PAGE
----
Puerto Rico: Lizards (anoles and one ameiva)

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BeMoreAssertive
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Puerto Rico: Lizards (anoles and one ameiva)

Post by BeMoreAssertive » January 12th, 2015, 1:05 pm

I finally made it over to Puerto Rico for a week in search of anoles. I've never been to the Caribbean or south Florida, so I was really excited to find the famed Anolis ecomorphs. Unfortunately I missed out on the massive beast Anolis cuvieri as well as the rare A. occultus, so I'll definitely be back eventually. Other missed anoles include A. poncensis and A. stratulus. But now here's every other anole:

The extremely common trunk-ground Anolis cristatellus. I counted over 70 individuals walking around a suburb in San Juan one morning in just a couple of hours.

ImageRusty dumpster ecomorph by Johann Sioux, on Flickr

ImageUntitled by Johann Sioux, on Flickr

ImageAnolis cristatellus scoffs at you from his ivory tower by Johann Sioux, on Flickr

The variation in coloration in this species is pretty amazing and confounding at times. I particularly liked the pattern on this juvenile.
ImageUntitled by Johann Sioux, on Flickr

I read that A. pulchellus was apparently the most common anole in Puerto Rico and wasn't so sure after finding so many cristatellus, but once I went away from the trees and looked around the tall grass they were everywhere. They are grass-bush anoles, so go figure.

ImageClassic grass-bush anole by Johann Sioux, on Flickr

ImageGrass-bush anole take 1 by Johann Sioux, on Flickr

ImageGrass-bush anole take 2 by Johann Sioux, on Flickr

Over in El Yunque is the close relative of A. pulchellus, A. krugi. A slightly different grass-bush anole adapted to the cooler, wetter mountainsides.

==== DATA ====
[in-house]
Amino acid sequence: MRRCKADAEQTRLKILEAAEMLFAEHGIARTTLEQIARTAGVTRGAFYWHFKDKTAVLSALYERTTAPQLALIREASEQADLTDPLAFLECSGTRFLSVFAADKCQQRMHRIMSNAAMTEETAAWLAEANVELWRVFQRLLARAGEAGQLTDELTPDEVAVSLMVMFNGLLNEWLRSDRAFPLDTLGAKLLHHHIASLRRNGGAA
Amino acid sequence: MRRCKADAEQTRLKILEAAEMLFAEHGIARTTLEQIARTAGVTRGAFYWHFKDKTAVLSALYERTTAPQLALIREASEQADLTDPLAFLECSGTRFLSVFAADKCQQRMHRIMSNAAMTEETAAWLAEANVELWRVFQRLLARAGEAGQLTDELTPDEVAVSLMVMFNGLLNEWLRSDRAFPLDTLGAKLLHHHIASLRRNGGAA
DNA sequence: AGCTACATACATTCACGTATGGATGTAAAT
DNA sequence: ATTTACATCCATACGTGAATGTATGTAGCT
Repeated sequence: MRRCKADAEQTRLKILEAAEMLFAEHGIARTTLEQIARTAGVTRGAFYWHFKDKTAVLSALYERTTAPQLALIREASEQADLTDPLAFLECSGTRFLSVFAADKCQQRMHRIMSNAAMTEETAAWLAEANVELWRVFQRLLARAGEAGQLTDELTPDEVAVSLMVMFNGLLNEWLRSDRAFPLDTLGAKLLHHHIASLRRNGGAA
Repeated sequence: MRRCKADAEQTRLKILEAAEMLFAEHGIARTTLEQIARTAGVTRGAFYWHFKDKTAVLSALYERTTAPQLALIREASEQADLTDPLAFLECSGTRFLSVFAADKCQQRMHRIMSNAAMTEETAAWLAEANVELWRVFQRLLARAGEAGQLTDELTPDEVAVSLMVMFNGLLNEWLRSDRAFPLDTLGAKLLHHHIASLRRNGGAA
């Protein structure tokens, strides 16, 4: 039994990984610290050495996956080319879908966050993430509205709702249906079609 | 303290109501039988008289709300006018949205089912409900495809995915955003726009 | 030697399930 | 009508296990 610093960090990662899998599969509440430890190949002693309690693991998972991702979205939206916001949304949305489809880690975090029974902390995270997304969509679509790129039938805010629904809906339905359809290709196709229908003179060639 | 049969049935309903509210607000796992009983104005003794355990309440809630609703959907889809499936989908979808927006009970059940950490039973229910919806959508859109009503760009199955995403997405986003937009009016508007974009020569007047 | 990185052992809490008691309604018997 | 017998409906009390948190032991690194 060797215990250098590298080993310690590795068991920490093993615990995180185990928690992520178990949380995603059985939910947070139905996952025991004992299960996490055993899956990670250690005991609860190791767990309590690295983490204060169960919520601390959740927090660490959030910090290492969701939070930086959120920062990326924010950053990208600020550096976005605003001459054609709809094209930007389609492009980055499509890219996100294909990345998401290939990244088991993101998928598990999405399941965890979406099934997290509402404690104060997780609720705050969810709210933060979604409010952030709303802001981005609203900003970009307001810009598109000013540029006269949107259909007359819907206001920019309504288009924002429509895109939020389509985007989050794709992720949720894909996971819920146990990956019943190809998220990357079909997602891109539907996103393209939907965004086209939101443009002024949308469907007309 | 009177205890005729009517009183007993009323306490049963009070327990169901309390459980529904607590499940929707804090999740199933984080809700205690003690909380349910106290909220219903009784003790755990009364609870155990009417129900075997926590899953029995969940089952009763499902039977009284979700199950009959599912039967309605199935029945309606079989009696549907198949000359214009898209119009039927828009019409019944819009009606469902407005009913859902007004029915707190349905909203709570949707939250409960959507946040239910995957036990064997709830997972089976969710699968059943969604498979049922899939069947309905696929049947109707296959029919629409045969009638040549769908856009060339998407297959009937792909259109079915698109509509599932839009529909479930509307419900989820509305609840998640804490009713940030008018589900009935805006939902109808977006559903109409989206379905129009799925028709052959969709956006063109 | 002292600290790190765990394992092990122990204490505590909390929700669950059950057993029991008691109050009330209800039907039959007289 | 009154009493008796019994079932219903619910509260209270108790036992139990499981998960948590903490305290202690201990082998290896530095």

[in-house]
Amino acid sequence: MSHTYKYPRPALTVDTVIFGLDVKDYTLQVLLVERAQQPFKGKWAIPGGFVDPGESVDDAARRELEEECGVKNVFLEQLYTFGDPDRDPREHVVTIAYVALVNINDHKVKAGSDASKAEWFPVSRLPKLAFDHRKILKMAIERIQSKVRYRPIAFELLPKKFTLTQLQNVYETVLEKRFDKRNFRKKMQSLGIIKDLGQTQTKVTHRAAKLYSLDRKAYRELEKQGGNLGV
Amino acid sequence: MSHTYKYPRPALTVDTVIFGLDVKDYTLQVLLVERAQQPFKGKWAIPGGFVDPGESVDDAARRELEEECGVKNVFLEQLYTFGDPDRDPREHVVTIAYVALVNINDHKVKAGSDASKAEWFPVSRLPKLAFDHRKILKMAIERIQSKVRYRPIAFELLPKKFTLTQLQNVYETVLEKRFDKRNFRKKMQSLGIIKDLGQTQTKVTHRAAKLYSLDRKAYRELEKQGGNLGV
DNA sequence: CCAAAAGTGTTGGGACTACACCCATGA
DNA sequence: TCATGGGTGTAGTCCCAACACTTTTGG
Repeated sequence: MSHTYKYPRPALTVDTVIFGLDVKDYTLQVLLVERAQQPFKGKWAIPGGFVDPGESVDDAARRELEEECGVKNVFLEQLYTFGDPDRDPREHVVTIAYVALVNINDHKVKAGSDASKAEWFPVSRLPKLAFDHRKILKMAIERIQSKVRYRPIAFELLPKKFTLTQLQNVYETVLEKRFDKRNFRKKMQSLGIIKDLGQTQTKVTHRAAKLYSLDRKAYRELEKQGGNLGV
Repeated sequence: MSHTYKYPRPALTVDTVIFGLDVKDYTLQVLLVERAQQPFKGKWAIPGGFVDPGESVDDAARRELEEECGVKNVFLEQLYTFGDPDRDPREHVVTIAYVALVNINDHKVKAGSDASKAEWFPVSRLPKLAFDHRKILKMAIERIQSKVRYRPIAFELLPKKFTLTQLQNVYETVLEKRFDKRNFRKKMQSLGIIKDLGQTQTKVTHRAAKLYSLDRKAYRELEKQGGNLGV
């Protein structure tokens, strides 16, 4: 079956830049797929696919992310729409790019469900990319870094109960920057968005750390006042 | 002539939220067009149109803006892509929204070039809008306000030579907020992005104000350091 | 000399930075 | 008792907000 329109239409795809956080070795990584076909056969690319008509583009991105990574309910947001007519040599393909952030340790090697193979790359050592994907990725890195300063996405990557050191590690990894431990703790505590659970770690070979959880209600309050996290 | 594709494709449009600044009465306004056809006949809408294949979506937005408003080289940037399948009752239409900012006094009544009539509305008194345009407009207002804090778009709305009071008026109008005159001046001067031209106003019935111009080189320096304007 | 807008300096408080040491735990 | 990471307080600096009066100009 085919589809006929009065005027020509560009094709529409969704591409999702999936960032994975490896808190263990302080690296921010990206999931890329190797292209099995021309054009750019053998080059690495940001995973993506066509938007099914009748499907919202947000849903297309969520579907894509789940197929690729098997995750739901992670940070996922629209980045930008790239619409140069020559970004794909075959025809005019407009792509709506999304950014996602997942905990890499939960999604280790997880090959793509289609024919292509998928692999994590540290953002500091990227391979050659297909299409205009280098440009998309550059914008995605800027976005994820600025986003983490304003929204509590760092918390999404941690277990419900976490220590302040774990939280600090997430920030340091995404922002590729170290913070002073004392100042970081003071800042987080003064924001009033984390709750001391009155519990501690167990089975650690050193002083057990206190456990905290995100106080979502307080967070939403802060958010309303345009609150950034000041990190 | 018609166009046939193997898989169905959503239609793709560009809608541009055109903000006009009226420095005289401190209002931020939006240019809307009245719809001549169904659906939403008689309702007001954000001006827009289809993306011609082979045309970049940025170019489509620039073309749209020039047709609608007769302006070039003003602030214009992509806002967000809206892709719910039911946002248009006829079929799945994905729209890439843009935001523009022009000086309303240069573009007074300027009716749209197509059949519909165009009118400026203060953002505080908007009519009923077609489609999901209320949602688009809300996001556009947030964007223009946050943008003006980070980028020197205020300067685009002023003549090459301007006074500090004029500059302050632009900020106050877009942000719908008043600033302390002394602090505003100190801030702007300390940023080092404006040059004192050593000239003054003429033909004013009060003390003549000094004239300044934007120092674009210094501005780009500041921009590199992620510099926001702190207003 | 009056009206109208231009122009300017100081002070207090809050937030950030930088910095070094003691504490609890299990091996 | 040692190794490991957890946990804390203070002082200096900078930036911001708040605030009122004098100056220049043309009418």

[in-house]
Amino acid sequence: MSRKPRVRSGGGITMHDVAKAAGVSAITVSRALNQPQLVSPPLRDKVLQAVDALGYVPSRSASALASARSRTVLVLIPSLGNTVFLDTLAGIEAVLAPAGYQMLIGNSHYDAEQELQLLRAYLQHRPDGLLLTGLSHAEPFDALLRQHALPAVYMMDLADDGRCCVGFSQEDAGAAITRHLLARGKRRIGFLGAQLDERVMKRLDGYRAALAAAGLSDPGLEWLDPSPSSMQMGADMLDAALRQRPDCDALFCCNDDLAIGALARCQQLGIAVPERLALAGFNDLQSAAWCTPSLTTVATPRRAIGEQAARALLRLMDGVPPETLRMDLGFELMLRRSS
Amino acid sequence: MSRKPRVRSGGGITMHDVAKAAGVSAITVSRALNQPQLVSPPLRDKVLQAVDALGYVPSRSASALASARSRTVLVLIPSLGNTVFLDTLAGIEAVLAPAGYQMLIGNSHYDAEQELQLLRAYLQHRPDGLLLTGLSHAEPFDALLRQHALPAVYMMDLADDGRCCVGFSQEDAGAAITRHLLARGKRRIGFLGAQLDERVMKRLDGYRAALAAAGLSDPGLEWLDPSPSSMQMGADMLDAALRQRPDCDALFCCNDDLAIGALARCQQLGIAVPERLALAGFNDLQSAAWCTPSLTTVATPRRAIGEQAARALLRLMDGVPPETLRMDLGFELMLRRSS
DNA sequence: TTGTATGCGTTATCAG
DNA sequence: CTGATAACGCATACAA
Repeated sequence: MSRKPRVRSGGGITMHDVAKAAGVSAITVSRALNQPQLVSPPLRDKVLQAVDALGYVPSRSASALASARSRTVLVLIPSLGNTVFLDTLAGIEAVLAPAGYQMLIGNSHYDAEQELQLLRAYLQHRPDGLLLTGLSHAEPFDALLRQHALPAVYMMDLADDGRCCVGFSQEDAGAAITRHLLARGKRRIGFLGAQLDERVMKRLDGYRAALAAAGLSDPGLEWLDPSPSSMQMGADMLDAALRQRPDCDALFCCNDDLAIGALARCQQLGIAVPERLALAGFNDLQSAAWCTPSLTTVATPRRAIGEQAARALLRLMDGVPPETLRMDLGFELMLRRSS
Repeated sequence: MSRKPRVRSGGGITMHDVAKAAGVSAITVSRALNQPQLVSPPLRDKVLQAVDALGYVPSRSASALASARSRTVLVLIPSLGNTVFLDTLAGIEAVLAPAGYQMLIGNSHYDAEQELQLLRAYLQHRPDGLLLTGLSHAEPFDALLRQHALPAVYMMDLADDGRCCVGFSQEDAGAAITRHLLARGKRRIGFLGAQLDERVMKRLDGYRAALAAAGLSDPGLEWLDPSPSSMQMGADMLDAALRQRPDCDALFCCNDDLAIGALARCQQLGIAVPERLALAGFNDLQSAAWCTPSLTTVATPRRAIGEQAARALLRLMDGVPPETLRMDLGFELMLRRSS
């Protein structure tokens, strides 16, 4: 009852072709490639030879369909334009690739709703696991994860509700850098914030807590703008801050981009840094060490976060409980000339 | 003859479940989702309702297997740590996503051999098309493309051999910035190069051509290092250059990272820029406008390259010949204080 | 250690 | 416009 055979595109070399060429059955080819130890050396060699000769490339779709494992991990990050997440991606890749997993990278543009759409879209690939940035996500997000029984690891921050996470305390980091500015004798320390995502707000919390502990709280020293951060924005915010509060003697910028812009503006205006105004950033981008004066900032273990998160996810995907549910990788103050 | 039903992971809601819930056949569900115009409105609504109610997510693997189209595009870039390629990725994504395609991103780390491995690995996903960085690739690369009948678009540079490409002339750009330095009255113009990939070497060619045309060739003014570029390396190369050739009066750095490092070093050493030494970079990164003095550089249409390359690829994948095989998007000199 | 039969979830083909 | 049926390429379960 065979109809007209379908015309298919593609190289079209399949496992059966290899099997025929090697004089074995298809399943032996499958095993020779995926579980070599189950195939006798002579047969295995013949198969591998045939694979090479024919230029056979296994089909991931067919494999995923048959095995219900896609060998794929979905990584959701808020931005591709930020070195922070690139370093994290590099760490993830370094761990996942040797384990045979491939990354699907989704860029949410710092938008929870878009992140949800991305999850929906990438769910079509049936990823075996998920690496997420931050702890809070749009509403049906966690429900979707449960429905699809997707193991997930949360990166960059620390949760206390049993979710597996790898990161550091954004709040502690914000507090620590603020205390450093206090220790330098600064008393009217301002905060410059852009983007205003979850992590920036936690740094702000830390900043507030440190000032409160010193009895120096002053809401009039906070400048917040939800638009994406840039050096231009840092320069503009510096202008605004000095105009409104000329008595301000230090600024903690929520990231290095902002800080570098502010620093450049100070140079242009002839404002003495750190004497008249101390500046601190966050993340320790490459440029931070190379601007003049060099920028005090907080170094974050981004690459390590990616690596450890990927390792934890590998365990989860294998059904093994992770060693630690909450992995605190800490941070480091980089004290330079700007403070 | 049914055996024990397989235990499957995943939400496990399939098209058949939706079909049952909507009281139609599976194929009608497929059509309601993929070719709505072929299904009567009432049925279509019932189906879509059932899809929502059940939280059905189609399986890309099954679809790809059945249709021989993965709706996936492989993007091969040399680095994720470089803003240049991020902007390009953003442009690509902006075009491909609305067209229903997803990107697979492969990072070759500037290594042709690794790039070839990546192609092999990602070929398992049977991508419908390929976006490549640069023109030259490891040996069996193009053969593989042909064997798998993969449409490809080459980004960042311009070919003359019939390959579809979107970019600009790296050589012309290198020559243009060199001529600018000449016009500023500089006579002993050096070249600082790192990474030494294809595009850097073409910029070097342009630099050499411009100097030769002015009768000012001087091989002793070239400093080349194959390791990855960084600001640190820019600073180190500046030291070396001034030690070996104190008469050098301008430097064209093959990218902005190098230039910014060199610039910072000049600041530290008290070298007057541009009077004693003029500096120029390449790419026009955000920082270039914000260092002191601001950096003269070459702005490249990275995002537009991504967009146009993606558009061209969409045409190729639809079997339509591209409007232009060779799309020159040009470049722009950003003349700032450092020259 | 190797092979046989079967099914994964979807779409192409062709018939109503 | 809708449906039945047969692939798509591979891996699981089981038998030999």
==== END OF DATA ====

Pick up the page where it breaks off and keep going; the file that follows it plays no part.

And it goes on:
ImageUh... I can explain by Johann Sioux, on Flickr

ImageUntitled by Johann Sioux, on Flickr

And then a new ecomorph: the trunk-crown A. evermanni.

ImageUntitled by Johann Sioux, on Flickr

ImageA dazzling emerald green anole by Johann Sioux, on Flickr

Unfortunately this individual faded her bright green coloration as I got closer to take this picture.
ImageUntitled by Johann Sioux, on Flickr

Within the forest, the resident trunk-ground anole is A. gundlachi. A beautiful species with bright blue eyes that you unfortunately cannot see too well in this photo.

ImageAnole in a very anole-like posture by Johann Sioux, on Flickr

If you're sick of anoles now, here's a break. I got to check out the dry forest over at Guanica in search of the beautiful Ameiva wetmorei and was lucky enough to find a handful of individuals.

Hiding its most striking feature: the bright blue tail...
ImageUntitled by Johann Sioux, on Flickr

Which you can see a little better here.
ImageUntitled by Johann Sioux, on Flickr

While A. cristatellus is very common at Guanica there's also another trunk-ground species that is less common:A. cooki. It was a nice surprise to find a pair in a tree next to where we parked.

Male:
ImageClint Eastwood by Johann Sioux, on Flickr

I'm assuming this is also A. cooki, but I could be wrong. Female:
ImageUntitled by Johann Sioux, on Flickrr

A similar situation also goes on with the grass-bush anoles. The species with the restricted range, A. poncensis, is much less common then the wide ranging species, A. pulchellus. Here's a photo of the latter.

ImageUntitled by Johann Sioux, on Flickr

Also in Guanica that I didn't get photos of were several Sphaerodactylus and lots of juvenile Puerto Rican crested toads, which just look like normal toads when small. Ameiva exsul was also omnipresent here and many other spots on the island, but I never got a photo I was happy with.